NCCN Adds Epcoritamab to Clinical Practice Guidelines in Oncology for B-Cell Lymphomas

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Epcoritamab has been added to the National Comprehensive Cancer Network Clinical Practice Guidelines in Oncology for B-cell Lymphomas in the third- or later-line setting for the treatment of patients with diffuse large B-cell lymphoma, including patients with disease progression after transplant or CAR T-cell therapy, and as a category 2A preferred regimen for patients with histologic transformation of indolent lymphoma to DLBCL with no intention to proceed to transplant, including patients with disease progression after transplant or CAR T-cell therapy.

Epcoritamab-bysp (Epkinly) has been added to the National Comprehensive Cancer Network (NCCN) Clinical Practice Guidelines in Oncology for B-cell Lymphomas in the third- or later-line setting for the treatment of patients with diffuse large B-cell lymphoma (DLBCL), including patients with disease progression after transplant or CAR T-cell therapy, and as a category 2A preferred regimen for patients with histologic transformation of indolent lymphoma to DLBCL with no intention to proceed to transplant, including patients with disease progression after transplant or CAR T-cell therapy.1

The recommendation is based on consensus from the NCCN that the agent is appropriate. The announcement comes just one month after the FDA granted accelerated approval to the agent for the treatment of patients with relapsed/refractory DLBCL not otherwise specified (DLBCL-NOS), including DLBCL arising from indolent lymphoma, and high-grade B-cell lymphoma after 2 or more lines of therapy.2

“The NCCN Guidelines are a resource for treating various types of cancer and providing healthcare providers with information for making informed treatment decisions,” Judith Klimovsky, MD, executive vice president and chief development officer of Genmab, said in a press release. “We are pleased that the NCCN has updated its Guidelines to include epcoritamab in a speedy manner.”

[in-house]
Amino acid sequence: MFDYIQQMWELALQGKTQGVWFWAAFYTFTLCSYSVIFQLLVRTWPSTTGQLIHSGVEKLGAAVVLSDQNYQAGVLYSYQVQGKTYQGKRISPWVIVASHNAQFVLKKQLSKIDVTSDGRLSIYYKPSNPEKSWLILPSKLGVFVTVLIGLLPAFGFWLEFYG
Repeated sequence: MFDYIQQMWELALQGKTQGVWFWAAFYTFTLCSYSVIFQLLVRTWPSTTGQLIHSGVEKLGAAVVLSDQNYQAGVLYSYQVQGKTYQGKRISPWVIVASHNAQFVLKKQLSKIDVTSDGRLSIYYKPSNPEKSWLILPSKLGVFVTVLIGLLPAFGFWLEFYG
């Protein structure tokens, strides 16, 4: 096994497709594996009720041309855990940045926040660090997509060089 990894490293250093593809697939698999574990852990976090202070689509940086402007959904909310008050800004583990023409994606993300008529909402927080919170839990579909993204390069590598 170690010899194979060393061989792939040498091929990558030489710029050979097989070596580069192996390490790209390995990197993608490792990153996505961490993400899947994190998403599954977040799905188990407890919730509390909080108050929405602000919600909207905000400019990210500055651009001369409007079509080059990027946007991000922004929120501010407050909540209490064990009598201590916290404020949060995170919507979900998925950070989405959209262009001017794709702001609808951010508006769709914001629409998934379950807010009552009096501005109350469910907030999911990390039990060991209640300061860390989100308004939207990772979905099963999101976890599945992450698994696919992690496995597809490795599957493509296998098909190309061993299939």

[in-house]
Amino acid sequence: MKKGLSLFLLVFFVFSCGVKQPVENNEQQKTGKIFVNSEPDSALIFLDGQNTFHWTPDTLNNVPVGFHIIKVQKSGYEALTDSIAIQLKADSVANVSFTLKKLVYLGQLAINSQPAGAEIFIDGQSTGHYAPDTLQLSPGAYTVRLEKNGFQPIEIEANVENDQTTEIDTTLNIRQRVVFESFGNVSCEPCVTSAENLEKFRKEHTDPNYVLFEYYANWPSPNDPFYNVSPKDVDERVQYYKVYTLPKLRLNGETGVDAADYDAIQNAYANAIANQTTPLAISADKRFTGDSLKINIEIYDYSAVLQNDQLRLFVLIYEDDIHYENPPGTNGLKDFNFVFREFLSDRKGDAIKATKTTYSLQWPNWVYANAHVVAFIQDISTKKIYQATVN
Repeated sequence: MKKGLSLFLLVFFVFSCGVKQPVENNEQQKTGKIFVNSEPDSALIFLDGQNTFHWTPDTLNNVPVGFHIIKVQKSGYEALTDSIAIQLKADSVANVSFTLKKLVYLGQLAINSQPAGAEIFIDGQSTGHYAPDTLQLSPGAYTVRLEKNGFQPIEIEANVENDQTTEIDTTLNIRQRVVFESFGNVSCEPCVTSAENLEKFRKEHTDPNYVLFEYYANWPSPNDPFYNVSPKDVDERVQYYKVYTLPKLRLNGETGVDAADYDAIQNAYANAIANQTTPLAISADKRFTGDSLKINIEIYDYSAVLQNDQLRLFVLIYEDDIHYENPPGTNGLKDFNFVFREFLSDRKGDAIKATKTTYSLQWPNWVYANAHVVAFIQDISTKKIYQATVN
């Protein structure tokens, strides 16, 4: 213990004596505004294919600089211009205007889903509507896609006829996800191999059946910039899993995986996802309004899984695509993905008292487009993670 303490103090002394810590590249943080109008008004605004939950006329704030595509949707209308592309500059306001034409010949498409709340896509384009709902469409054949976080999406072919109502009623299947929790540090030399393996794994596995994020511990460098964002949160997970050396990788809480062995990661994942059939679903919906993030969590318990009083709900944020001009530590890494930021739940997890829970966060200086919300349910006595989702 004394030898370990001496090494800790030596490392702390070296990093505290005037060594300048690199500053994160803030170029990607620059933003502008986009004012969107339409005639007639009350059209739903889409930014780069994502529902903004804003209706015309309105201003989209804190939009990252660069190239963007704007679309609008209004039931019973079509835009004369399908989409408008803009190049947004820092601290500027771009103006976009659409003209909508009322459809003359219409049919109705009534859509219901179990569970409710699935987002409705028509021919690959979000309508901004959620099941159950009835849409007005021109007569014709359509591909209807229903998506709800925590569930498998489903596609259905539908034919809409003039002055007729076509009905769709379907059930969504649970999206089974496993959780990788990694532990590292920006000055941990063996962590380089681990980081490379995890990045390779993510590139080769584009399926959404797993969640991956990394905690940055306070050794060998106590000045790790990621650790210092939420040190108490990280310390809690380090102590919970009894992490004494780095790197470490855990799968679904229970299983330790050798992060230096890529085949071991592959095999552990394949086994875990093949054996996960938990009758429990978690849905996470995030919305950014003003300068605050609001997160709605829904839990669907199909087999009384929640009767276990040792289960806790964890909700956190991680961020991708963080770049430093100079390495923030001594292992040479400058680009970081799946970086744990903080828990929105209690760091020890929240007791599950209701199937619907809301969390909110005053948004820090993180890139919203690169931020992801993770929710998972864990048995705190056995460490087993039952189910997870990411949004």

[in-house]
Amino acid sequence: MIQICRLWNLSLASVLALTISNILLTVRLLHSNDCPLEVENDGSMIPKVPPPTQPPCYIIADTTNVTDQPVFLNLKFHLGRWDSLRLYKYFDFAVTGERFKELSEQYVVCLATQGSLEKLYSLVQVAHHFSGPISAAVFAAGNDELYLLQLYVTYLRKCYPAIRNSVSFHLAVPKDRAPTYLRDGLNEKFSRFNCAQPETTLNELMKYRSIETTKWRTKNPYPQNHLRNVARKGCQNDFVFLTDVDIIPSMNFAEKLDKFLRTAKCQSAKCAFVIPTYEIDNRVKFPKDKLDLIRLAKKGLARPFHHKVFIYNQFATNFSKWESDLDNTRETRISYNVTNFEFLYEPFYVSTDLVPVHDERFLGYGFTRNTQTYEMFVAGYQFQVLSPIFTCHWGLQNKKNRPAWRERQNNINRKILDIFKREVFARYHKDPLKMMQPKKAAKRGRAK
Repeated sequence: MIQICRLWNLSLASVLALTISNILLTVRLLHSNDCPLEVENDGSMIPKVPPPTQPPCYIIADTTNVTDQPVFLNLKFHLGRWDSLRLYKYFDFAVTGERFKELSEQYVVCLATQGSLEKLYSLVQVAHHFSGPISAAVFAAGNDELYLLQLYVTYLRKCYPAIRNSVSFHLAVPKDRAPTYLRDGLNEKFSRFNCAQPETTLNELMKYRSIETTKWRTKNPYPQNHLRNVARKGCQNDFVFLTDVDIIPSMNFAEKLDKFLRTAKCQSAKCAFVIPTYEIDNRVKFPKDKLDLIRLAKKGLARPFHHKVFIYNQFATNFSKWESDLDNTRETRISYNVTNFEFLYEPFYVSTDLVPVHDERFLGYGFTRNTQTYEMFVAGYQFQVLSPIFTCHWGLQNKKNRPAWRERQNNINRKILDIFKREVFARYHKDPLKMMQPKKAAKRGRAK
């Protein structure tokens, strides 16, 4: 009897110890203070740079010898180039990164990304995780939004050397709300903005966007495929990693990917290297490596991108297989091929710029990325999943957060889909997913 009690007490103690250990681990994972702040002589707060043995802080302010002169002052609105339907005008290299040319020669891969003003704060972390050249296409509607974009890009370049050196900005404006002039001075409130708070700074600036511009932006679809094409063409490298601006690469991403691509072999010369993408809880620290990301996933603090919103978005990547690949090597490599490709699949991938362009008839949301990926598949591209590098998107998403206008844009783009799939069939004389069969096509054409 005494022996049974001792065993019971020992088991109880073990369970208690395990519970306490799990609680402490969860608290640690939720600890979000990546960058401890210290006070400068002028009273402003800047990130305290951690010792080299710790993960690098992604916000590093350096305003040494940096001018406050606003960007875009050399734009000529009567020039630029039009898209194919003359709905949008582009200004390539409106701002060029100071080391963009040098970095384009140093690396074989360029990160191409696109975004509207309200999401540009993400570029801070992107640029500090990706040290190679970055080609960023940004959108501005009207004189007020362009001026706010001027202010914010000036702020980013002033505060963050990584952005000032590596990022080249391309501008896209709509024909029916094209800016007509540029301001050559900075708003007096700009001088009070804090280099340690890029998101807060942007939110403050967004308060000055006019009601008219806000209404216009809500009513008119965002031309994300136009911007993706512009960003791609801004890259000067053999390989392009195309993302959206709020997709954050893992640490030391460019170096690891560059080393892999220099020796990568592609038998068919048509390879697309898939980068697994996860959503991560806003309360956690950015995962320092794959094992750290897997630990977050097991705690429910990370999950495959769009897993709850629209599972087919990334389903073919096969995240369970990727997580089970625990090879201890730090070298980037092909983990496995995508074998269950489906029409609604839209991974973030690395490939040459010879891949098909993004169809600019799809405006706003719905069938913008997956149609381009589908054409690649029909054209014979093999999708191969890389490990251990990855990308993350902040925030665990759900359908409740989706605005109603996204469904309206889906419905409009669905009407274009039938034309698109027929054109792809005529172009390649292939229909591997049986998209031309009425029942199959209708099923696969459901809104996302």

Epcoritamab received FDA approval based on response rate and durability of response data from the phase 1/2 EPCORE NHL-1 trial (NCT03625037).1,2 Efficacy was evaluated in 148 patients with relapsed/refractory DLBCL-NOS, including DLBCL arising from indolent lymphoma, and high-grade B-cell lymphoma after two or more lines of systemic therapy, including at least one anti-CD20 monoclonal antibody–containing therapy.

The primary end point of the trial was overall response rate (ORR) assessed by an independent review committee per Lugano 2014 criteria. Results showed that epcoritamab led to an ORR of 61% (95% CI, 53%-69%), with 38% of patients achieving complete response. At a median follow-up of 9.8 months among responders, the estimated median duration of response (DOR) was 15.6 months (95% CI, 9.7–not reached).

Per the label, the regimen is to be administered subcutaneously in 28-day cycles until disease progression or unacceptable toxicity. The recommended dose follows step-up dosing in cycle 1, at 0.16 mg on day 1, 0.8 mg on day 8, and 48 mg on day 15 and day 22, followed by fixed dosing of 48 mg weekly dosing during cycles 2 through 3, every other week during cycle 4 through 9, and then every four weeks on day 1 of subsequent cycles.

Notably, the prescribing information has a boxed warning for serious or life-threatening cytokine release syndrome (CRS), as well as life-threatening or fatal immune effector cell–associated neurotoxicity syndrome (ICANS). Among the 157 patients with relapsed/refractory large B-cell lymphoma who received epcoritamab at the recommended dose, CRS occurred in 51% of patients (grade 1, 37%; grade 2, 17%; grade 3, 2.5%), ICANS was reported in 6% (grade 1, 4.5%; grade 2, 1.3%; grade 5, 0.6%), and serious infections occurred in 15%.

Other common adverse effects were fatigue, musculoskeletal pain, injection site reactions, pyrexia, abdominal pain, nausea, and diarrhea. The most common grade 3/4 laboratory abnormalities were decreased lymphocyte count, decreased neutrophil count, decreased white blood cell count, decreased hemoglobin, and decreased platelets.

Continued approval of the agent for this indication will depend on verification and description of clinical benefit in confirmatory trials, including but not limited to the following phase 3 trials: NCT04628494, NCT05578976, and NCT05409066.

References

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